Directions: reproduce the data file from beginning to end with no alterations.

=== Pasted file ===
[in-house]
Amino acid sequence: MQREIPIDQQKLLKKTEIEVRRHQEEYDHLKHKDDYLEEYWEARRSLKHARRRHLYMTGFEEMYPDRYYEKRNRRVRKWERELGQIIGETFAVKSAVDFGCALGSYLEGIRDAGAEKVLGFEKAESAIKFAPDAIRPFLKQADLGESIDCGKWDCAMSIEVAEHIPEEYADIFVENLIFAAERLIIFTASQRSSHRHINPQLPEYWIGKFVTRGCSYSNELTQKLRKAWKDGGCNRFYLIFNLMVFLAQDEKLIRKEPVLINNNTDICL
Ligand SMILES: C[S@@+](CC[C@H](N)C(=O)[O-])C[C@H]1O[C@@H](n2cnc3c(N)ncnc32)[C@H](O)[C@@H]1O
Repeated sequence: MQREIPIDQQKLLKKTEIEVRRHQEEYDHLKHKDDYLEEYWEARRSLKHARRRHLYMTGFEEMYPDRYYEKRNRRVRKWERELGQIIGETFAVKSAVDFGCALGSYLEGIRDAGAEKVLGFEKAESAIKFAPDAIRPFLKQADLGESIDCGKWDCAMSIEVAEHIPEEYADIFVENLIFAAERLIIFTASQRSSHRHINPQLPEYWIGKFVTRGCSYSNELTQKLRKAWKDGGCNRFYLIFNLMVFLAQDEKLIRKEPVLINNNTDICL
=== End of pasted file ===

[in-house]
Amino acid sequence: MQREIPIDQQKLLKKTEIEVRRHQEEYDHLKHKDDYLEEYWEARRSLKHARRRHLYMTGFEEMYPDRYYEKRNRRVRKWERELGQIIGETFAVKSAVDFGCALGSYLEGIRDAGAEKVLGFEKAESAIKFAPDAIRPFLKQADLGESIDCGKWDCAMSIEVAEHIPEEYADIFVENLIFAAERLIIFTASQRSSHRHINPQLPEYWIGKFVTRGCSYSNELTQKLRKAWKDGGCNRFYLIFNLMVFLAQDEKLIRKEPVLINNNTDICL
Ligand SMILES: C[S@@+](CC[C@H](N)C(=O)[O-])C[C@H]1O[C@@H](n2cnc3c(N)ncnc32)[C@H](O)[C@@H]1O
Repeated sequence: MQREIPIDQQKLLKKTEIEVRRHQEEYDHLKHKDDYLEEYWEARRSLKHARRRHLYMTGFEEMYPDRYYEKRNRRVRKWERELGQIIGETFAVKSAVDFGCALGSYLEGIRDAGAEKVLGFEKAESAIKFAPDAIRPFLKQADLGESIDCGKWDCAMSIEVAEHIPEEYADIFVENLIFAAERLIIFTASQRSSHRHINPQLPEYWIGKFVTRGCSYSNELTQKLRKAWKDGGCNRFYLIFNLMVFLAQDEKLIRKEPVLINNNTDICL